Home / Christmas Songs on the Radio on Veteran’s Day – Stop the Insanity!

Christmas Songs on the Radio on Veteran’s Day – Stop the Insanity!

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I heard my first Christmas song of the season yesterday morning on the radio. Every year I always mark that occasion as a reminder that I have lots of things to get done, but then I realized that this was Veteran’s Day. Christmas music on Veteran’s Day? There is something wrong with this picture to be sure.

In recent years radio stations here in New York have been going with an “all Christmas music” format, usually starting around Thanksgiving. The theory goes that once the turkey, stuffing, and pumpkin pie have been ingested, that people are ready for Black Friday (dubbed by retailers as the day after Thanksgiving) to start their Christmas shopping. Ostensibly, people want to get into their cars and hear the songs on the radio or as they walk around the mall. I have come to accept that over time, but now this is getting ridiculous.

It is bad enough that Christmas decorations have been in the stores since late September. It is a little unsettling to see Halloween decorations set up right next to Christmas ones. I don’t know about you, but Santa and Frosty the Snowman just don’t go with witches, skeletons, and jack-o-lanterns. Yes, it perturbs me to see this, but it also is difficult when you have a little kid with you. What messages are being sent into a three year old’s brain when he sees these things?

This meshing of holidays, not to mention the almost complete disregard for Thanksgiving as its own holiday, has been bothersome for a long time to me. Trying to get any Thanksgiving decorations is always a problem. Stuck between the retailers’ dream holidays of Halloween and Christmas, the most you can sometimes find is a pilgrim boy or girl if you’re lucky.

I guess we cannot blame retailers who see this as their biggest time of the year, but it is vexing. So when I am sitting on a line waiting for gas and going around the radio channels, I don’t like hearing that Christmas music so early. As I heard the lyrics, “It’s that time of year/when the world falls in love….” I felt like screaming, “No, it’s not that time of year yet!”

So I am officially bypassing 103.1 FM until after Thanksgiving. I am sure some other stations may start ramming Christmas songs down our throats soon. Maybe I am sounding a bit like Scrooge here, but I want the season to actually be in season. For me that means at least waiting until after Thanksgiving to decorate for Christmas and play the music. Even then, by the time we actually get to Christmas Eve, I have heard “Holly, Jolly Christmas” enough times to make my head explode. How’s that for getting into the Christmas spirit? It gets me thinking that Scrooge may have had a point after all. Bah, humbug indeed!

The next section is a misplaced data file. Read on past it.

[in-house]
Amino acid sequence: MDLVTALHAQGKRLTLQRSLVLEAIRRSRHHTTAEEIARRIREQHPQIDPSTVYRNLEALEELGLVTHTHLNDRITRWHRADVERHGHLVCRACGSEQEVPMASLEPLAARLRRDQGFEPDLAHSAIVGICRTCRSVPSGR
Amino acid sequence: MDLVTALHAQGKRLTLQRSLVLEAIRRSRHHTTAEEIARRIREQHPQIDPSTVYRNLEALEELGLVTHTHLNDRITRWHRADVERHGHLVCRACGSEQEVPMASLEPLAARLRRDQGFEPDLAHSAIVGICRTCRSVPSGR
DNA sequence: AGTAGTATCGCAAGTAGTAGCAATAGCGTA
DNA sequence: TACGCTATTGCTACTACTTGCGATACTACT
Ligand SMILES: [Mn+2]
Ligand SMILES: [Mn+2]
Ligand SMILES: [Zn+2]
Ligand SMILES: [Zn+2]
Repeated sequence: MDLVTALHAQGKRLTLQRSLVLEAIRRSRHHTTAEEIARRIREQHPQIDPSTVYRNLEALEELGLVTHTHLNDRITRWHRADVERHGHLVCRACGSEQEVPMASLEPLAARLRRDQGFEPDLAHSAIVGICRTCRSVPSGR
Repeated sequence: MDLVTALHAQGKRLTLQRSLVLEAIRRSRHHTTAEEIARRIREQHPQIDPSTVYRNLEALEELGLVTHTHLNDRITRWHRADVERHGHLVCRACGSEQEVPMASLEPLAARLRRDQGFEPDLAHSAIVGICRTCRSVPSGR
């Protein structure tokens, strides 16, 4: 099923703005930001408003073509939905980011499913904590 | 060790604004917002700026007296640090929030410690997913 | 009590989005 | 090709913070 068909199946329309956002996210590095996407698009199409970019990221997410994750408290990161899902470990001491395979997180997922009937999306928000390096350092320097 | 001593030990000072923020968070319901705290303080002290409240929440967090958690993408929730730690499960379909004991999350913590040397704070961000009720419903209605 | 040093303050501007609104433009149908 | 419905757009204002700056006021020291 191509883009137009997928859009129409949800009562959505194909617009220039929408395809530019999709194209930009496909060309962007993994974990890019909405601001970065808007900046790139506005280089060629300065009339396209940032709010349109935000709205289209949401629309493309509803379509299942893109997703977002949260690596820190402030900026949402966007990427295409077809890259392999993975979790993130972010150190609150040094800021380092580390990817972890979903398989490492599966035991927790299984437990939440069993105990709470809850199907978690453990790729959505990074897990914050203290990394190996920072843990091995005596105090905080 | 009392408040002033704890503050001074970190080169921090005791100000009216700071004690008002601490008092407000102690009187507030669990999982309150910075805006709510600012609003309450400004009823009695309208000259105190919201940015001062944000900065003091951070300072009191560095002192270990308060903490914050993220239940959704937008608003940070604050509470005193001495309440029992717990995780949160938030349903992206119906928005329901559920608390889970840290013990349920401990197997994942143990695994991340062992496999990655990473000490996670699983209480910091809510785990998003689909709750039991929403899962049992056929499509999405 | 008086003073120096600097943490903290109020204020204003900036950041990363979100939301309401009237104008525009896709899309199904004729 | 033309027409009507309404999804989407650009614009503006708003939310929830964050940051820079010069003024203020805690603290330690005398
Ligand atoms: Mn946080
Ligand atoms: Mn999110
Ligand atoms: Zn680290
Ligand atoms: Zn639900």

Photo Credit: dreamstime.com

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About Victor Lana

Victor Lana's stories, articles, and poems have been published in literary magazines and online. His books 'A Death in Prague' (2002), 'Move' (2003), 'The Savage Quiet September Sun: A Collection of 9/11 Stories' (2005), and 'Like a Passing Shadow' (2009) are available in print, online, and as e-books. His latest books 'If the Fates Allow: New York Christmas Stories,' 'Garden of Ghosts,' and 'Flashes in the Pan' are available exclusively on Amazon. He has won the National Arts Club Award for Poetry, but has concentrated on writing mostly fiction and non-fiction prose in recent years. He has worked as a faculty advisor to school literary magazines and enjoys the creative process as a writer, editor, and collaborator. He has been with 'Blogcritics Magazine' since July 2005 and has written well over 500 articles; previously co-head sports editor, he now is a Culture and Society editor. Having traveled extensively, Victor has visited six continents and intends to get to Antarctica someday where he figures a few ideas for new stories await him.
  • Some years ago, during the run-up to Christmas, I worked a temporary assignment in an office with a woman who insisted on listening to the local “soft rock” station all day long. This was bad enough, but lamentably, the station had an “all Christmas, all the time” policy beginning immediately after Thanksgiving. Exacerbating this was that they only had about 12 Christmas songs on their playlist, which repeated endlessly at intervals of about 90 minutes.

    The upshot of this was that after a few weeks I was wondering (a) whether any Nazi concentration camp gas chambers were still in working order, and (b) if they were, whether there might be a case for shepherding Burl Ives, the Trans-Siberian Orchestra, Bobby Helms, Mannheim Steamroller, Bruce Springsteen and all the other serial offenders into them, locking the door and tossing the Zyklon-B down the chimney.

    I was frankly thankful when the assignment ended a couple of weeks before the holiday and I could stop having genocidal thoughts about it.

    And to be fair, there are a few songs out there on the subject of military service members being absent during the holiday season – “I’ll Be Home for Christmas” is one such – so perhaps playing Christmas songs on Veterans’ Day isn’t so inappropriate after all.

  • Ronnie Lankford, Jr.

    I enjoyed the article. I do find it interesting that despite the fact that most everyone complains about early Christmas music, the stores and radio stations start playing it early anyway. Something–marketing surveys–must say that it’s effective. Kind of like negative campaign advertising: no one likes it, but apparently it works.